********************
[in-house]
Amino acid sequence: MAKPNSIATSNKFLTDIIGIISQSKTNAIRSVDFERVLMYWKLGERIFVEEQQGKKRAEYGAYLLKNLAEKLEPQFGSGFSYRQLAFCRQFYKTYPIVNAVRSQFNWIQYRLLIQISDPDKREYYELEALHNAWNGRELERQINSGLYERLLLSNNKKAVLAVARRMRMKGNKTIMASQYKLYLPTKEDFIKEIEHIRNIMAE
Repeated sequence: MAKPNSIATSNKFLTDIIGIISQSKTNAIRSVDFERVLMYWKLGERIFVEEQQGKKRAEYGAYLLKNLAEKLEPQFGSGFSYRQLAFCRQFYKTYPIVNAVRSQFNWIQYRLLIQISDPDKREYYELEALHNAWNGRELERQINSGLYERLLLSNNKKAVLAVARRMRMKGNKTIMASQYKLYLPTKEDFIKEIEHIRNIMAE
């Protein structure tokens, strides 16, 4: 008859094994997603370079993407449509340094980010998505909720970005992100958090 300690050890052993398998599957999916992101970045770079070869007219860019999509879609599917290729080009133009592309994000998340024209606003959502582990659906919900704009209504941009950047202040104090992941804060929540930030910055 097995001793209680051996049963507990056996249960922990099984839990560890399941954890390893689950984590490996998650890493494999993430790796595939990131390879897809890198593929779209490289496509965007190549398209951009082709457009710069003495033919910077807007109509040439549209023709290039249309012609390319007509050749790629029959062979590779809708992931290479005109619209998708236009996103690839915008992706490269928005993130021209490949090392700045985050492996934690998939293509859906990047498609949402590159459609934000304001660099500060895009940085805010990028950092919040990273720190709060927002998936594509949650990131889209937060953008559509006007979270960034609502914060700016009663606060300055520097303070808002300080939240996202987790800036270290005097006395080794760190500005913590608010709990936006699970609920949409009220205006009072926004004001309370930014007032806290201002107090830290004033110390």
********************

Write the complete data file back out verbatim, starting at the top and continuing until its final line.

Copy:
[in-house]
Amino acid sequence: MAKPNSIATSNKFLTDIIGIISQSKTNAIRSVDFERVLMYWKLGERIFVEEQQGKKRAEYGAYLLKNLAEKLEPQFGSGFSYRQLAFCRQFYKTYPIVNAVRSQFNWIQYRLLIQISDPDKREYYELEALHNAWNGRELERQINSGLYERLLLSNNKKAVLAVARRMRMKGNKTIMASQYKLYLPTKEDFIKEIEHIRNIMAE
Repeated sequence: MAKPNSIATSNKFLTDIIGIISQSKTNAIRSVDFERVLMYWKLGERIFVEEQQGKKRAEYGAYLLKNLAEKLEPQFGSGFSYRQLAFCRQFYKTYPIVNAVRSQFNWIQYRLLIQISDPDKREYYELEALHNAWNGRELERQINSGLYERLLLSNNKKAVLAVARRMRMKGNKTIMASQYKLYLPTKEDFIKEIEHIRNIMAE
């Protein structure tokens, strides 16, 4: 008859094994997603370079993407449509340094980010998505909720970005992100958090 300690050890052993398998599957999916992101970045770079070869007219860019999509879609599917290729080009133009592309994000998340024209606003959502582990659906919900704009209504941009950047202040104090992941804060929540930030910055 097995001793209680051996049963507990056996249960922990099984839990560890399941954890390893689950984590490996998650890493494999993430790796595939990131390879897809890198593929779209490289496509965007190549398209951009082709457009710069003495033919910077807007109509040439549209023709290039249309012609390319007509050749790629029959062979590779809708992931290479005109619209998708236009996103690839915008992706490269928005993130021209490949090392700045985050492996934690998939293509859906990047498609949402590159459609934000304001660099500060895009940085805010990028950092919040990273720190709060927002998936594509949650990131889209937060953008559509006007979270960034609502914060700016009663606060300055520097303070808002300080939240996202987790800036270290005097006395080794760190500005913590608010709990936006699970609920949409009220205006009072926004004001309370930014007032806290201002107090830290004033110390």